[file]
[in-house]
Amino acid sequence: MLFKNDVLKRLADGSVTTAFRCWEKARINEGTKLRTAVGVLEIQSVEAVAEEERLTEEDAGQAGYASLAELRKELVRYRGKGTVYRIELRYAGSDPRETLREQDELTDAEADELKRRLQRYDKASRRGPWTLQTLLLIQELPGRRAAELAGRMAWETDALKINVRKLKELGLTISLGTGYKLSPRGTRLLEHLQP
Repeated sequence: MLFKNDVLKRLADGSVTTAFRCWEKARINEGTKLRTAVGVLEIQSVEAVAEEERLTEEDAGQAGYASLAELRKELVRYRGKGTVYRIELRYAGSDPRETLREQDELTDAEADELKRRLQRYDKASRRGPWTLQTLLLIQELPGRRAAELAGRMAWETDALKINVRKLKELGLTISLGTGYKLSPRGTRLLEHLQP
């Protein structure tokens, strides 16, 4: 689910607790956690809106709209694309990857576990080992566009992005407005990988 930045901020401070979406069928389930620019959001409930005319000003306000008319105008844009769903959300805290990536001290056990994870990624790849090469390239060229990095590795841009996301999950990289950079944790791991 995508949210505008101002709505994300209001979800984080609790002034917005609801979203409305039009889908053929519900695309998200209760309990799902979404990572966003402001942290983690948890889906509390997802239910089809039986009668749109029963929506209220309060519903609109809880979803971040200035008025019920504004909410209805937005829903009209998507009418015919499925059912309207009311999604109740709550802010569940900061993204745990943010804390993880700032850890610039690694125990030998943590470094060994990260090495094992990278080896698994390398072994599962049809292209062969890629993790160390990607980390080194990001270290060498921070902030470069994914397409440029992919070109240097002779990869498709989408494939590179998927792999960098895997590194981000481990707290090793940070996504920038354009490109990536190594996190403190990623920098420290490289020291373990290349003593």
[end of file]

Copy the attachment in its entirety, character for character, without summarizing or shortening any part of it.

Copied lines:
[in-house]
Amino acid sequence: MLFKNDVLKRLADGSVTTAFRCWEKARINEGTKLRTAVGVLEIQSVEAVAEEERLTEEDAGQAGYASLAELRKELVRYRGKGTVYRIELRYAGSDPRETLREQDELTDAEADELKRRLQRYDKASRRGPWTLQTLLLIQELPGRRAAELAGRMAWETDALKINVRKLKELGLTISLGTGYKLSPRGTRLLEHLQP
Repeated sequence: MLFKNDVLKRLADGSVTTAFRCWEKARINEGTKLRTAVGVLEIQSVEAVAEEERLTEEDAGQAGYASLAELRKELVRYRGKGTVYRIELRYAGSDPRETLREQDELTDAEADELKRRLQRYDKASRRGPWTLQTLLLIQELPGRRAAELAGRMAWETDALKINVRKLKELGLTISLGTGYKLSPRGTRLLEHLQP
């Protein structure tokens, strides 16, 4: 689910607790956690809106709209694309990857576990080992566009992005407005990988 930045901020401070979406069928389930620019959001409930005319000003306000008319105008844009769903959300805290990536001290056990994870990624790849090469390239060229990095590795841009996301999950990289950079944790791991 995508949210505008101002709505994300209001979800984080609790002034917005609801979203409305039009889908053929519900695309998200209760309990799902979404990572966003402001942290983690948890889906509390997802239910089809039986009668749109029963929506209220309060519903609109809880979803971040200035008025019920504004909410209805937005829903009209998507009418015919499925059912309207009311999604109740709550802010569940900061993204745990943010804390993880700032850890610039690694125990030998943590470094060994990260090495094992990278080896698994390398072994599962049809292209062969890629993790160390990607980390080194990001270290060498921070902030470069994914397409440029992919070109240097002779990869498709989408494939590179998927792999960098895997590194981000481990707290090793940070996504920038354009490109990536190594996190403190990623920098420290490289020291373990290349003593």